Allee Willis’ Kitsch O’ The Day – Japanese Apple Comb

In terms of junking up ordinary items in extraordinary ways I can usually depend on products that come in packaging with horrendously poor translations, as is often the case with my favorite foreign company of insane accessories, Daiso Japan. Among other things, I would say that this is clearly a comb despite labeling that claims otherwise.

And despite it being an Apple Comb or even an Apple Hair Brush, a couple of cherries have snuck in. So wouldn’t it have been more appropriate to call it a Fruit Comb or Fruit Hair Brush?

There are several wonderful things about the warning on the back of the Fruit I mean Apple Comb:

It’s pretty clear to me that a comb is meant to be used on hair and only an idiot, perhaps someone who thought this was a hair brush, would be in need of an instruction like “do not use if any symptoms such as scratch, boil, eczema and swolleness occur.” I don’t like to think of such extrusions when I’m stroking my locks. As for “Do not directly apply wax and essence on the brush”, I have no idea what essence is and, as I said, I don’t see a brush anywhere in this package. And, regardless of whether this is a brush or comb, I would not want it to cause “damages on my skin”, especially “when got dirty”. The text on the front must have been written by the same translator:

“We are going to return our customers favor with better products.Intelligent choice! Practical choice! We believe your best choice.”I think the best choice would have been to also put the design on the back of the comb as you never know which way a person is going to hold their comb and/or hairbrush.

But no matter how you hold your comb, choose your fruit, part your hair, or struggle to make sense of the packaging, the Apple Fruit Comb Hair Brush is one pretty l’il thing!

Categories: Accessories, Bad translations, Bathroom, Food, Hair, Kitsch, Kitsch O' The Day

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  • Fluff says:

    Keep out of reach of children. Prudent advice. My son is 14 but still can only use a comb when supervised

  • Howard says:

    If you ever get to Japan (or, as you have probably already been here before, “if you ever get here again”), you should visit some of their larger stores which are sometimes up to 7 floors. Sadly, all the items used to be 100 Yen (approx $1.20) but there are now items all the way up to 1000 ($12.00). Still, the have many amazing items, lousy translations and all.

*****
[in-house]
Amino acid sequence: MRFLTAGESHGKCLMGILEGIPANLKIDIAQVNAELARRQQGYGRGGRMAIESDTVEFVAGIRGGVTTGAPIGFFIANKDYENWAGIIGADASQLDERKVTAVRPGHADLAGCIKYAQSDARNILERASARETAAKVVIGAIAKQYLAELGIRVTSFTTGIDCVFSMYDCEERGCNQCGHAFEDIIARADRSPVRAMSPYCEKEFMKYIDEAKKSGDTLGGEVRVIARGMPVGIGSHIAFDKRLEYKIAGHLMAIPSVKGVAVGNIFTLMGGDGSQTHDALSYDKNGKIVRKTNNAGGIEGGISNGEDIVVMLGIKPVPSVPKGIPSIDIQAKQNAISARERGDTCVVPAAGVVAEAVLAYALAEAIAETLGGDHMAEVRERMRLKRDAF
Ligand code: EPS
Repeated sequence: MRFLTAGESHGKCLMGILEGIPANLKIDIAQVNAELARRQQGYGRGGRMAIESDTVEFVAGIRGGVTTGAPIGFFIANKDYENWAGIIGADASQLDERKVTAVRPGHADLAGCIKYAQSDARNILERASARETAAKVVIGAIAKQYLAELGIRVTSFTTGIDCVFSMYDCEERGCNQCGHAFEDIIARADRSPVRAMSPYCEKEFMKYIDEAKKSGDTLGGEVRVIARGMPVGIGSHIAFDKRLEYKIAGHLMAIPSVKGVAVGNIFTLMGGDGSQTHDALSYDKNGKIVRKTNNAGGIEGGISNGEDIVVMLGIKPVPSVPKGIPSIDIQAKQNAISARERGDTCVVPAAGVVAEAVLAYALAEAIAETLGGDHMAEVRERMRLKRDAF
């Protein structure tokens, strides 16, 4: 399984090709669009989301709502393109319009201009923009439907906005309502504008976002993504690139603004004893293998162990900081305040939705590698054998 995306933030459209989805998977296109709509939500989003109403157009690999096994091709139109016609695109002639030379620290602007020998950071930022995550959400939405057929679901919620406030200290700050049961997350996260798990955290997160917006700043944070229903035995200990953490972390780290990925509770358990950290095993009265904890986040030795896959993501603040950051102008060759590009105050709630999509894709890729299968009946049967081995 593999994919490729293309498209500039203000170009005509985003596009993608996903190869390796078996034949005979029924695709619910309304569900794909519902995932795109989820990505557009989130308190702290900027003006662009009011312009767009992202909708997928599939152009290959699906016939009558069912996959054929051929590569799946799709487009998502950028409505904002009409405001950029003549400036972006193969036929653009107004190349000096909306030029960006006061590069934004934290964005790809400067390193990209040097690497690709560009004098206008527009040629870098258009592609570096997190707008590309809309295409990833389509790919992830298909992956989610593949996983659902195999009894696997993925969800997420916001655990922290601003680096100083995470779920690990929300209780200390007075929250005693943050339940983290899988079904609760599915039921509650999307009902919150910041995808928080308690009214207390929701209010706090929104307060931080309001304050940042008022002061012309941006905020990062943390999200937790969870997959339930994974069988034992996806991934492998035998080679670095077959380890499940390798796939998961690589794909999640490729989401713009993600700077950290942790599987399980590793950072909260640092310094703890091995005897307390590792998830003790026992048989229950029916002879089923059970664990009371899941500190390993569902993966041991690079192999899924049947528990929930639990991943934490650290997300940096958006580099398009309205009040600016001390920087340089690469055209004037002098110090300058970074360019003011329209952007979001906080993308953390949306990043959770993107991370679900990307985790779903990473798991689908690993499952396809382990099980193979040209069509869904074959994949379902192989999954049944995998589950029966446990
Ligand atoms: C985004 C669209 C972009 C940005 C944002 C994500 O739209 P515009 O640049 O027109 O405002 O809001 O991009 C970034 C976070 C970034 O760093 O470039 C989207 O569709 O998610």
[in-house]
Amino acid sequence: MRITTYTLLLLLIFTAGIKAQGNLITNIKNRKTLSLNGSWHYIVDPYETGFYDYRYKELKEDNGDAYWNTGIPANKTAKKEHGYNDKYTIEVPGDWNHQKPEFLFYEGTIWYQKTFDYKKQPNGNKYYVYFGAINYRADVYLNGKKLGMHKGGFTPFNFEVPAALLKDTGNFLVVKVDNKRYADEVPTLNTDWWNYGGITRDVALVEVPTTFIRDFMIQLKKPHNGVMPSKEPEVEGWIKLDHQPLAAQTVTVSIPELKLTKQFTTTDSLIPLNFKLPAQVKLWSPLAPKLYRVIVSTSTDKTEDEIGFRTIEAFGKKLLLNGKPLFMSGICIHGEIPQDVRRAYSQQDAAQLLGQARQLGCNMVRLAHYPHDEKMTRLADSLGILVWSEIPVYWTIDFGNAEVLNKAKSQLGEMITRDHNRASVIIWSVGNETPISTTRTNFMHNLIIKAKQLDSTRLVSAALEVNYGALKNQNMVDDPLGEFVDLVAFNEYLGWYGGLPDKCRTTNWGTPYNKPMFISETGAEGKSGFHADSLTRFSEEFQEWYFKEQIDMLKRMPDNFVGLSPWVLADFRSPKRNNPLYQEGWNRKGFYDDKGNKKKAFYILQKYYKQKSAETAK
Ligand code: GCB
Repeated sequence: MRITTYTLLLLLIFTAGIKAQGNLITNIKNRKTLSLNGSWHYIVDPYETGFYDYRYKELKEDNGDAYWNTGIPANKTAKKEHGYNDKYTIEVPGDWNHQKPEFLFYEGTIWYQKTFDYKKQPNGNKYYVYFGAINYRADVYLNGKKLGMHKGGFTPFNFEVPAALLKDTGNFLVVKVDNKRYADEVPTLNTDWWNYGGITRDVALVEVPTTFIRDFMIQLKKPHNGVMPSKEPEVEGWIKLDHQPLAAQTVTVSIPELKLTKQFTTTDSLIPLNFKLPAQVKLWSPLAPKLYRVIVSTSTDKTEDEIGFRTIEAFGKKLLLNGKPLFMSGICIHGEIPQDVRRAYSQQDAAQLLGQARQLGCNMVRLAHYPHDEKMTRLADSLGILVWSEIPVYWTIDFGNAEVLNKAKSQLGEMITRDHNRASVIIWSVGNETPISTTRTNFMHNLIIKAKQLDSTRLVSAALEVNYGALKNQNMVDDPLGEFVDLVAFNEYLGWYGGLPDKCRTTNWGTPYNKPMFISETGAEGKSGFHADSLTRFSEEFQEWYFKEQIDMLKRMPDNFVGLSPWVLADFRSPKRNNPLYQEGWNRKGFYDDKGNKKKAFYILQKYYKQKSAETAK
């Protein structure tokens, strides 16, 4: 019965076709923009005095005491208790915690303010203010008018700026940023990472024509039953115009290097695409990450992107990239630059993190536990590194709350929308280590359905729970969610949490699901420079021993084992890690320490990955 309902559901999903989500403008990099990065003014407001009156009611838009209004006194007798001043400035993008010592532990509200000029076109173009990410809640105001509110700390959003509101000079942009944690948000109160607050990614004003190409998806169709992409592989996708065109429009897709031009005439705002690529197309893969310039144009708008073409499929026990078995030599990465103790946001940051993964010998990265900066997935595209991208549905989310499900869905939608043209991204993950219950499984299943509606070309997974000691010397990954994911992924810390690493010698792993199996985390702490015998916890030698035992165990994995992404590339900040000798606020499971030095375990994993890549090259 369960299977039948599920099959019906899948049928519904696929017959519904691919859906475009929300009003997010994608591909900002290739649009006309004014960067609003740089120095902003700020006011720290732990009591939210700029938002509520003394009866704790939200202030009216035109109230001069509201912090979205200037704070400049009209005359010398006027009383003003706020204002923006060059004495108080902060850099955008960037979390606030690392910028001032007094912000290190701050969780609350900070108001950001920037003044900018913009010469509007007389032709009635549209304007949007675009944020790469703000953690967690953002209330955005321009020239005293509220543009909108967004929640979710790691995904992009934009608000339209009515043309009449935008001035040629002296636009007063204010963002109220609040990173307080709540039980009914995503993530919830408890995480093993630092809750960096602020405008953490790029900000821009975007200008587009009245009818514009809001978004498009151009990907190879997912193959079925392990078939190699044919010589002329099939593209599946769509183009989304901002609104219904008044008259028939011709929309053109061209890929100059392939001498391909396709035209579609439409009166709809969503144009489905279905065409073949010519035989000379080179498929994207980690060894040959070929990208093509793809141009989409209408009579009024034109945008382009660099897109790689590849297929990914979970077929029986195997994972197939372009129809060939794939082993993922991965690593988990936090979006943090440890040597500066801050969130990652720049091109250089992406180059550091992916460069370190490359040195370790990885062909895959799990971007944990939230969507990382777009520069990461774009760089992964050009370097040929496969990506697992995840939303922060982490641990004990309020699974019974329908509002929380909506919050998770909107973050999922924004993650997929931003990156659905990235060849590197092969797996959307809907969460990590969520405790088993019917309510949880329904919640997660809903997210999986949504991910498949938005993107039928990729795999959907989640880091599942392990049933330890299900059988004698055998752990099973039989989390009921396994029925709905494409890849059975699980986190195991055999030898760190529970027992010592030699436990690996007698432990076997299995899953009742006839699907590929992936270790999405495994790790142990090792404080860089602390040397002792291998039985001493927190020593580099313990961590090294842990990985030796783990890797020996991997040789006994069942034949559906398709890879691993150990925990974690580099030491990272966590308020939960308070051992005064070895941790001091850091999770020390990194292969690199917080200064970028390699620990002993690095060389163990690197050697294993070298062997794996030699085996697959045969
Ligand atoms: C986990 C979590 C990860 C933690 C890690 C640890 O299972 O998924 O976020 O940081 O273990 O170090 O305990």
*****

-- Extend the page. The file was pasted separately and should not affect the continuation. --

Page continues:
• Allee says:

      I’ve only been to Japan once, to Tokyo in 1987, when I was in a pop culture group art show (coincidently right when my song,”What I Done to Deserve This?” was number #1 there so couldn’t have been better timing if I tried). I totally fell in love with Tokyo. Went completely insane at how modern it was and what an unbelievable sense of design there was with everything, architecture being at the top of the list. I also went crazy in the department stores. So I’d love to get back there one day. And the thought of what those shelves are filled with in the way of kitsch has my heart spinning.

  • Bug says:

    Seeing this makes me want to take a trip to the Sanrio store and stock up on Hello Kitty and friends items. I need folders, pencils, erasers, stickers, a watch, hair clips, a hat, socks, a toothbrush, and a lunch box.

  • Spotnik says:

    Maybe we should be blaming the Chinese for the mislabeling as a hair brush and some of the laughably ludicrous labeling language, since it was made in China and produced for Daisco in Japan. I wonder how much melamine and lead are in the comb????

    • Howard says:

      No, it most likely wouldn’t be the Chinese who do that as they only manufacture it. As for melamine, there’s nothing wrong with it being in items like this as that’s what it is normally used for. Remember “Melmac” plates? Well, they’re melamine. Lead, on the other hand…..

      • Allee says:

        Soooo sad. Following it closely here. Were you in Tokyo when it hit?

        • Howard says:

          Sorry to be 6 days late in replying to this, Allee. (Things have been kind of hectic.) No, I wasn’t in Tokyo, I live in Tokushima, which is on a different island than Tokyo is (that island, the main one, is called “Honshu”) I actually never felt the quake here, but we did have a tsunami. Thankfully, it did no damage to this city.

          • Allee says:

            Well, I’m certainly happy to hear that. Always praying for the best, but the magnitude of what’s happened in Japan is truly mind-boggling.

            • Howard says:

              The way the Japanese are banding together in this is amazing, especially amidst all the damage. I’m afraid they are growing a bit weary, however. I hope and pray for the best from now.

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